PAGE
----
"Band of Gypsys" is a fine album, and the blueprint for funk-rock, funk-metal and a hundred other funks which, ironically enough, languish in the CD players of a multitude of twenty-first century white kids. Buddy Miles' soulful songs of love and life are a refreshing contrast to Hendrix's new-found didacticism (witness "Message to Love"), and the whole thing is spolighted in an uncluttered performance, Cox and Miles a solid rhythm section a million miles from the flashy Experience.
The high-point on this album, recorded live on New Year's Eve, 1969, is "Machine Gun", Jimi's musings upon the Vietnam War, made shockingly real by the guitarist's otherworldly playing and Buddy Miles' onamatopoeic percussion. Other classics are the groovesome opener "Who Knows" and Miles' effervescent "Changes".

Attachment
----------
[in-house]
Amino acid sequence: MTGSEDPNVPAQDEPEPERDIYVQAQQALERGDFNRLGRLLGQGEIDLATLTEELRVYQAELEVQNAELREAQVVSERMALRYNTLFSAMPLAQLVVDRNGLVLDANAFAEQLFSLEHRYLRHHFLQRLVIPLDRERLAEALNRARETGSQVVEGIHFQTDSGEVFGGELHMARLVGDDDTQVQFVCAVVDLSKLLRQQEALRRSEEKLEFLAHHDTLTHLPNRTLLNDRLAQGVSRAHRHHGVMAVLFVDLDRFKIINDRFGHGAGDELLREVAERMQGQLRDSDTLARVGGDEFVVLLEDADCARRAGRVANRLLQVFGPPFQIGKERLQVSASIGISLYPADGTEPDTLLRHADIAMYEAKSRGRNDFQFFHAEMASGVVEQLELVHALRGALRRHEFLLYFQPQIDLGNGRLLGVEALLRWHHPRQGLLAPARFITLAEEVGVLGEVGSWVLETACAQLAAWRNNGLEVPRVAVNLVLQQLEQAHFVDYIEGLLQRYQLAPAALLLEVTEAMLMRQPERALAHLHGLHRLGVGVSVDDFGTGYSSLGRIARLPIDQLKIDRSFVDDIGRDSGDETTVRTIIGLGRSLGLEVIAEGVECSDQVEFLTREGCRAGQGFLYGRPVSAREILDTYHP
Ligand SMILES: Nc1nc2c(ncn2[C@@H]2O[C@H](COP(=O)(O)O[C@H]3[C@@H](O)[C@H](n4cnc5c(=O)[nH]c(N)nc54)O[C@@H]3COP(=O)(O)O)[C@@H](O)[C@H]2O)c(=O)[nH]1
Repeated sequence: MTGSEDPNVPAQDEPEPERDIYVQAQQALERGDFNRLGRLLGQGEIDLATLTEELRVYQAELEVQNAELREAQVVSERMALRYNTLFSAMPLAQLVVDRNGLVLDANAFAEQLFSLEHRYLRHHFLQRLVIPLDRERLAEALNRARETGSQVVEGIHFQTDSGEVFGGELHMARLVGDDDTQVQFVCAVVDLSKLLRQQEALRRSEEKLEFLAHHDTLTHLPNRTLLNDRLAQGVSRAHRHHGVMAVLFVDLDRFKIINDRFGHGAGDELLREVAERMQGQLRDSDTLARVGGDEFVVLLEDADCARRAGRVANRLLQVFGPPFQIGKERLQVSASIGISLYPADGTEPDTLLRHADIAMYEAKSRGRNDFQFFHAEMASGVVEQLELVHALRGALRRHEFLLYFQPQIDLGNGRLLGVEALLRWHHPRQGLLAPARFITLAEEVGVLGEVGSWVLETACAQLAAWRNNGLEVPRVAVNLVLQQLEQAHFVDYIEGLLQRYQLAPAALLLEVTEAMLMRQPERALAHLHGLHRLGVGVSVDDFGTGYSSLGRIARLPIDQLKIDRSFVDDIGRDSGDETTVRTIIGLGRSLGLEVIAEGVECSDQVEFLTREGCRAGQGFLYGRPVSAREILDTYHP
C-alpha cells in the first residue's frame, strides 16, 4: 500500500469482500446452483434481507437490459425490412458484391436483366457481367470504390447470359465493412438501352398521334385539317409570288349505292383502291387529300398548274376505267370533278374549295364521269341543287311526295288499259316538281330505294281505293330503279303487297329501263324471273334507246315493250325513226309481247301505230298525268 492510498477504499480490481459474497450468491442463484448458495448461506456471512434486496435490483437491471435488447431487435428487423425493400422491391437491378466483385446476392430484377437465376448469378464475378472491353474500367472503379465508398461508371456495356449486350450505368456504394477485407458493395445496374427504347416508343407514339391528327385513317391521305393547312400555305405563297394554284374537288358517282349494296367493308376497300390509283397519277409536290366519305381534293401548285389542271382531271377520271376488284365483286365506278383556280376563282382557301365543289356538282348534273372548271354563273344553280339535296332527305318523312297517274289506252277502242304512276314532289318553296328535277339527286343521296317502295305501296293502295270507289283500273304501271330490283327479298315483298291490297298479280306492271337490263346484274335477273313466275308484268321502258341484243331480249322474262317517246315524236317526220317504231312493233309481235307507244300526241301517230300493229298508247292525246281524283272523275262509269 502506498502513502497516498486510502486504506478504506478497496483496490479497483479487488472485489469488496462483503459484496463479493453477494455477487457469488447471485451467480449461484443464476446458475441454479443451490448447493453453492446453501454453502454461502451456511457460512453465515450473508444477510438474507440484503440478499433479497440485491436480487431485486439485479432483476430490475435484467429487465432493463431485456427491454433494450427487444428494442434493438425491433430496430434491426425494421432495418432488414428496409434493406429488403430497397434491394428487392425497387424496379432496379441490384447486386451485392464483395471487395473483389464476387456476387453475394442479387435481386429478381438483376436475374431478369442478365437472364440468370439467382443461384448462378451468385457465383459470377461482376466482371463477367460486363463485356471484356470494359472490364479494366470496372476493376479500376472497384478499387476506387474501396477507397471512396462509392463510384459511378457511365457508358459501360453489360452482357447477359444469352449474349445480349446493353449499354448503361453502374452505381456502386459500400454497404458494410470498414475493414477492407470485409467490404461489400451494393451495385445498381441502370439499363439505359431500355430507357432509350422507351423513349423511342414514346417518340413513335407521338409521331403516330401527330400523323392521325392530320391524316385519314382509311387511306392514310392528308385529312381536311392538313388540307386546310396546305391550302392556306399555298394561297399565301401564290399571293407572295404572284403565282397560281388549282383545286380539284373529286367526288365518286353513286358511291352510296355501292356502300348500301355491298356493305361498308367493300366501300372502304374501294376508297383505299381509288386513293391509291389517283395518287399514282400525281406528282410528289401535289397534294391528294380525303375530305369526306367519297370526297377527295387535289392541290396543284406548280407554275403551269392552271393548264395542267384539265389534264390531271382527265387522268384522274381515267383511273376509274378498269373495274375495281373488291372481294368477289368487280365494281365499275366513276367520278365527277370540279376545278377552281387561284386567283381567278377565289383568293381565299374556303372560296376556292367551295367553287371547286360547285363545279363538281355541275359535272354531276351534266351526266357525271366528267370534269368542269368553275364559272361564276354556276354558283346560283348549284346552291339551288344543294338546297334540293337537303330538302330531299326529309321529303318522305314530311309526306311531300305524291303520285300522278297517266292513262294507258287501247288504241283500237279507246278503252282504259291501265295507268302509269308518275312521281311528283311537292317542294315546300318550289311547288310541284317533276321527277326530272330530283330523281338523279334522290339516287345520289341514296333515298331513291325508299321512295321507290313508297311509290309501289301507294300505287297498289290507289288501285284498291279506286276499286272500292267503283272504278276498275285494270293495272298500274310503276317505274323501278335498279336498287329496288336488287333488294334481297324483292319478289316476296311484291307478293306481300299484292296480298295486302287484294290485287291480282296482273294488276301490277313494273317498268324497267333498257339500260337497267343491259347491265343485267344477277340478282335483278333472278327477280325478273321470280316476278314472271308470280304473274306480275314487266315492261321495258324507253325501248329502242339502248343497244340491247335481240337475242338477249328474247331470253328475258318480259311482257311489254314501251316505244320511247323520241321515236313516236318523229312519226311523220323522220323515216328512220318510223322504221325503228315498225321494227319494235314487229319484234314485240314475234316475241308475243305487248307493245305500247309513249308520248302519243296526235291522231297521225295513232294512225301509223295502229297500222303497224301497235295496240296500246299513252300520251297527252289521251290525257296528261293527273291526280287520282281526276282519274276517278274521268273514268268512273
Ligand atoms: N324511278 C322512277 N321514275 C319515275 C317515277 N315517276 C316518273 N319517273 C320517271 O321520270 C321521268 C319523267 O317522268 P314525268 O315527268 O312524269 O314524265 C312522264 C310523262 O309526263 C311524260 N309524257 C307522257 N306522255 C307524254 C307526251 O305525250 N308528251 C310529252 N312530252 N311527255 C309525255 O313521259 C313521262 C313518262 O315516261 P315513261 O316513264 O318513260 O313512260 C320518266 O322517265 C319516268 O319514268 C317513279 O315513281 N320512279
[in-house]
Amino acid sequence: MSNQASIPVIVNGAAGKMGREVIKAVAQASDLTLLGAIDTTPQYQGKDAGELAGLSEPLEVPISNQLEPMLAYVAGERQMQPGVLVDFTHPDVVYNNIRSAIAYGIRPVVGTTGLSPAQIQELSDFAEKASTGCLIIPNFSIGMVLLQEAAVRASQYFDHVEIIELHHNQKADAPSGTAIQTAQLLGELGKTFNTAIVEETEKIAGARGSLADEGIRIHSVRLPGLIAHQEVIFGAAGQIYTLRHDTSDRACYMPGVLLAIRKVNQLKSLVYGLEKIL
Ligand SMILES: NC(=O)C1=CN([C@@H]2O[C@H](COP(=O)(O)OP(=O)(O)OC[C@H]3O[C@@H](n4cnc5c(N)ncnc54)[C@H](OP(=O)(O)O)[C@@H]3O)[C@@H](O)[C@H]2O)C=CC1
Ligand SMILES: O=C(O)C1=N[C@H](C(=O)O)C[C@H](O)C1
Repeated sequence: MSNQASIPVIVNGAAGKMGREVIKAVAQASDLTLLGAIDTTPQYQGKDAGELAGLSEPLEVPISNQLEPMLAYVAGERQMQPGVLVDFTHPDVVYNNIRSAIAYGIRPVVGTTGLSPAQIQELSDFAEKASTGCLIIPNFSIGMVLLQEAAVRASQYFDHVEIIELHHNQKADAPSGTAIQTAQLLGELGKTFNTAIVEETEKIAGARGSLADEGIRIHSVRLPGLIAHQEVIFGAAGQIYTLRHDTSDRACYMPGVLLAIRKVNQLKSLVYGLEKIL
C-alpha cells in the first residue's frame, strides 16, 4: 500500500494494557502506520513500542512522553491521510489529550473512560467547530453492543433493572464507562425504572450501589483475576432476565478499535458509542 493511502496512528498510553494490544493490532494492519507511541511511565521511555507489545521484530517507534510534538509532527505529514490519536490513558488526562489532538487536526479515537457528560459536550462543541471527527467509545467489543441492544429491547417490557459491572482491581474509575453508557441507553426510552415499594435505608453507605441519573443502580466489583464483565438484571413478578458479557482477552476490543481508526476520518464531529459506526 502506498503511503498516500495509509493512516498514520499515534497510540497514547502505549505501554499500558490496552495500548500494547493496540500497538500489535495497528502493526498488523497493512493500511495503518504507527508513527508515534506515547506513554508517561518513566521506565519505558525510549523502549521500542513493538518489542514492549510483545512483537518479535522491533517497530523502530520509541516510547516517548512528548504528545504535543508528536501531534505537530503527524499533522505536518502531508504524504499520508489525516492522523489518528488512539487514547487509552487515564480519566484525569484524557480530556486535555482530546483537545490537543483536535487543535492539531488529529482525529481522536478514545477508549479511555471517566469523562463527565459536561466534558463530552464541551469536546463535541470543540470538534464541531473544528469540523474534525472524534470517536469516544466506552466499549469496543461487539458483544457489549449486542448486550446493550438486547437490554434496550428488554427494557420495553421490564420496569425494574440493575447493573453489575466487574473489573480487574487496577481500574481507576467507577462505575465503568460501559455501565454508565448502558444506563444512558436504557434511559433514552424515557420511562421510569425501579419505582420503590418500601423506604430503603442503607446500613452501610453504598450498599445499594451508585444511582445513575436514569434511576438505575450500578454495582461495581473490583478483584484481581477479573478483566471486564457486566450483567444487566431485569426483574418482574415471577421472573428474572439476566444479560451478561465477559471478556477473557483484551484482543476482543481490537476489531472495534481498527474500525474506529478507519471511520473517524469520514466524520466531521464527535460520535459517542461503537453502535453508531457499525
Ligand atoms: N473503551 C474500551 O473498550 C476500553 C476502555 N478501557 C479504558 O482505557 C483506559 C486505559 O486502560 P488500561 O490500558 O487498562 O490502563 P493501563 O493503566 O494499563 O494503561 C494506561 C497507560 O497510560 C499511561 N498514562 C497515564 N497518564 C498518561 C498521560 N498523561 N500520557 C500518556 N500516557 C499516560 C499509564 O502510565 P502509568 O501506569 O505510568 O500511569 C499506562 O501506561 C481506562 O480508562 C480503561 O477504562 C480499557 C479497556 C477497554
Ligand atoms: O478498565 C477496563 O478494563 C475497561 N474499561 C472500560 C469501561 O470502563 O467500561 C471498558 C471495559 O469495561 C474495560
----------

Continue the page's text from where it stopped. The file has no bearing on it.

As well as being arguably the most successful live album of all-new material ever issued, "Band of Gypsys" shows Hendrix as less of a band-leader and more of a band-member. Furthermore, it grooves, it rocks, and it's excellent. Anyone who cares a jot about rock, funk or twentieth century popular music in general ought to purchase this.